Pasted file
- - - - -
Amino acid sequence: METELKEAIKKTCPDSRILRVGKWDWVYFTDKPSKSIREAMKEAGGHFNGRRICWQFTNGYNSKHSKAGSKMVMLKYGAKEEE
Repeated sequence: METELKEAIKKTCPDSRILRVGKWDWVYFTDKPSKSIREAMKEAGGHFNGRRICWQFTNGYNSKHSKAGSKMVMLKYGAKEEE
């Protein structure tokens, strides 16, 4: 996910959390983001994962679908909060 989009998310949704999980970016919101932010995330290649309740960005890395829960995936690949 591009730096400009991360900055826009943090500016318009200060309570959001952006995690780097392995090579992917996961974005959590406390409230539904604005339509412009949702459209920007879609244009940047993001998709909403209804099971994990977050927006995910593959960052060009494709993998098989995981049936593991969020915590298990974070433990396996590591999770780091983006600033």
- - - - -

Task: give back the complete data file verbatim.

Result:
Amino acid sequence: METELKEAIKKTCPDSRILRVGKWDWVYFTDKPSKSIREAMKEAGGHFNGRRICWQFTNGYNSKHSKAGSKMVMLKYGAKEEE
Repeated sequence: METELKEAIKKTCPDSRILRVGKWDWVYFTDKPSKSIREAMKEAGGHFNGRRICWQFTNGYNSKHSKAGSKMVMLKYGAKEEE
């Protein structure tokens, strides 16, 4: 996910959390983001994962679908909060 989009998310949704999980970016919101932010995330290649309740960005890395829960995936690949 591009730096400009991360900055826009943090500016318009200060309570959001952006995690780097392995090579992917996961974005959590406390409230539904604005339509412009949702459209920007879609244009940047993001998709909403209804099971994990977050927006995910593959960052060009494709993998098989995981049936593991969020915590298990974070433990396996590591999770780091983006600033």